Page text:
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Just four days after the Albuquerque City Council decided how it wanted to regulate recreational cannabis, it has added an asterisk to the rulebook – if only temporarily.
The council on Monday passed legislation to stop the industry from opening up in Old Town until next year.
Councilor Isaac Benton, who represents the area, said the moratorium will provide officials time to consider how best to introduce the market to a part of the city that already has special regulations regarding such things as signage and displays.
“I do think of all the – if you want to call them – sensitive areas of the city where we really want to really evaluate what cannabis sales would look like … that’s Old Town,” Benton said Monday.
He said it would not stop cannabis activity in the future, but “rather give us a year to slice and dice how it looks in Old Town.”
The legislation, which Benton sponsored, prohibits the city from accepting any building permits and land use or business registration applications for cannabis uses – including retail, cultivation or manufacturing – in the Old Town Historic Protection Overlay zone until July 1, 2022, or until the next annual Integrated Development Ordinance update takes effect, whichever is sooner.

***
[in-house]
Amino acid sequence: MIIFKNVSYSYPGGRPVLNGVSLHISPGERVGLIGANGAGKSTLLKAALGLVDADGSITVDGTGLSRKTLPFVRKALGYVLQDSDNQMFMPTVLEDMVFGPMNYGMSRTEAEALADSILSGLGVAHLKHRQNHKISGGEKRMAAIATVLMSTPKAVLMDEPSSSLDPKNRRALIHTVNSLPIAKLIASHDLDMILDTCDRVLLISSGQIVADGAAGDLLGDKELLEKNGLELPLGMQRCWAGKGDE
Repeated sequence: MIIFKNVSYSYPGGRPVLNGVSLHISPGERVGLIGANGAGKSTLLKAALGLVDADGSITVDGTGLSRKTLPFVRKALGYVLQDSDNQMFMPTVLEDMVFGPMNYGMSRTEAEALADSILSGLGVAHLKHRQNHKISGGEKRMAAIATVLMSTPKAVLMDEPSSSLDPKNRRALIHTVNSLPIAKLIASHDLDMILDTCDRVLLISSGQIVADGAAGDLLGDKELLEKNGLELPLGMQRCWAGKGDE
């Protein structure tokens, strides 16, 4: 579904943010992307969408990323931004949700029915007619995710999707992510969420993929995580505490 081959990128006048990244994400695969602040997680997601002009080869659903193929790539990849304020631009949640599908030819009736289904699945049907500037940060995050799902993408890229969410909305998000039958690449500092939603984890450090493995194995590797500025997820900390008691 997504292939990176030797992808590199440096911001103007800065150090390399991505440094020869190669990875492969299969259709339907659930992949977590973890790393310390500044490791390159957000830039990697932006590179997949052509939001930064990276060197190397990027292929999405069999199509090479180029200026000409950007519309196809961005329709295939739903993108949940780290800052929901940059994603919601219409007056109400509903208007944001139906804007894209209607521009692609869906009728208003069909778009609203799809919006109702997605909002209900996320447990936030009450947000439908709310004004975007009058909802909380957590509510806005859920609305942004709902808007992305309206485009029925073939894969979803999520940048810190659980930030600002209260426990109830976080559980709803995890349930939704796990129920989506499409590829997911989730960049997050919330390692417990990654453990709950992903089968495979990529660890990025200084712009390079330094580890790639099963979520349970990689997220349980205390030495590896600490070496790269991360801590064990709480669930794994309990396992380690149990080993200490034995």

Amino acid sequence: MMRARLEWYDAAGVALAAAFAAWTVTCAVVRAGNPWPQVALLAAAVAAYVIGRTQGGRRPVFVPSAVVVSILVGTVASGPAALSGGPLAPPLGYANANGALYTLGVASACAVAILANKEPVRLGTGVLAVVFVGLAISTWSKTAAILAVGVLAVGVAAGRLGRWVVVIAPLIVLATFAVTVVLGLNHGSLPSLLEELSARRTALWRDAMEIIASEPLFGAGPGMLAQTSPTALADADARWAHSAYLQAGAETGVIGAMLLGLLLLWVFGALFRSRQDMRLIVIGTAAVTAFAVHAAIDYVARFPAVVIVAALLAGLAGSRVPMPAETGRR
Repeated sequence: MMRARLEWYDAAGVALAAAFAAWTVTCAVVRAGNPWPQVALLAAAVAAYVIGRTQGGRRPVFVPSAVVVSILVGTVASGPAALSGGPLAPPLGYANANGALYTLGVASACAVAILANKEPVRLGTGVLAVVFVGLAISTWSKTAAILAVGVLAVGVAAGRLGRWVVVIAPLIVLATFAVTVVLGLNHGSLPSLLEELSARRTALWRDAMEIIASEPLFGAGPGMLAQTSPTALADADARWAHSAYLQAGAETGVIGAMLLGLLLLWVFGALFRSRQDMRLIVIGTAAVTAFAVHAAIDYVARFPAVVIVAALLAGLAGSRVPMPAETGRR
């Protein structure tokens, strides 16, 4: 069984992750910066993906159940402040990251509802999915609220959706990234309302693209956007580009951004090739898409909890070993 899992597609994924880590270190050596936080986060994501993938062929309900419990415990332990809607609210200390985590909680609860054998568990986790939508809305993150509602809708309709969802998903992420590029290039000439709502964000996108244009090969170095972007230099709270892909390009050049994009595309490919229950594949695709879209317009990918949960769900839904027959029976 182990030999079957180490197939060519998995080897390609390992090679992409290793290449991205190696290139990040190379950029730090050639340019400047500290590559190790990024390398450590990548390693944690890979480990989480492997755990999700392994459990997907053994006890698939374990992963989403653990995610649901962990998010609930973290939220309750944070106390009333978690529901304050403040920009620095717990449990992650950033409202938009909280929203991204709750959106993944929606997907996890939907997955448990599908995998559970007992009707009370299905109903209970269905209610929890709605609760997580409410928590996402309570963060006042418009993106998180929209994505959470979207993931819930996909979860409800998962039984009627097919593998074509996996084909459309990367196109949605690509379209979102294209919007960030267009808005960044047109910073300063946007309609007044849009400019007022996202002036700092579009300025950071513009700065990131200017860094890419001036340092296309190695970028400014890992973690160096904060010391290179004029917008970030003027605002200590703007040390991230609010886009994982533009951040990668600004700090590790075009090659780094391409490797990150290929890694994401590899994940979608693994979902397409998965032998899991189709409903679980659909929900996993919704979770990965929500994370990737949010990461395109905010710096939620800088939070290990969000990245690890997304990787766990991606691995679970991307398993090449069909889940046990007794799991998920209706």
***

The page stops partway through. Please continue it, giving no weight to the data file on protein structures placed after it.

The council just last week approved the 2020 IDO update, including rules for the newly legalized recreational cannabis industry.
It rejected proposals from Mayor Tim Keller’s administration that would have barred new cannabis shops from opening on Main Street areas – including parts of Central Avenue, Fourth Street and San Pedro – or from setting up shop within 1,000 feet of each other or adult entertainment businesses.
The mayor also pitched rules to restrict hours of operation and regulate signage, which the council opposed.
The council instead approved a 600-foot buffer between new cannabis shops, but would allow them to be closer as long as they obtain approval through a public process.
While the city council took a mostly hands-off approach to cannabis regulation, Benton said Old Town warrants special examination.
“As the city welcomes cannabis businesses into the city, it must also carefully consider possible impacts on Old Town to honor the community’s past efforts to preserve its historic character and to account for how its character contributes to the economic and cultural welfare of our city,” Benton’s bill states.
The council approved it on a 9-0 vote.
Should the council not agree to a specific set of Old Town rules by the end of the moratorium, the area would be subject to the rules that apply elsewhere in the city.
Also on Monday:
• The city council appointed Melissa Santistevan as Albuquerque’s new inspector general. Santistevan is owner of the Precision Accounting audit firm in Albuquerque and succeeds Kenneth Bramlett, who died in December after contracting COVID-19.
• The city council approved an agreement with Netflix Studios to sublease about 130 acres at Mesa del Sol.
The city leases the property from the New Mexico State Land Office, but Netflix will sublease it as part of its expansion project. The company will pay annual rent directly to the SLO, starting at $175,472 and climbing to $526,415 once operations begin on the property or five years into the agreement, whichever is sooner.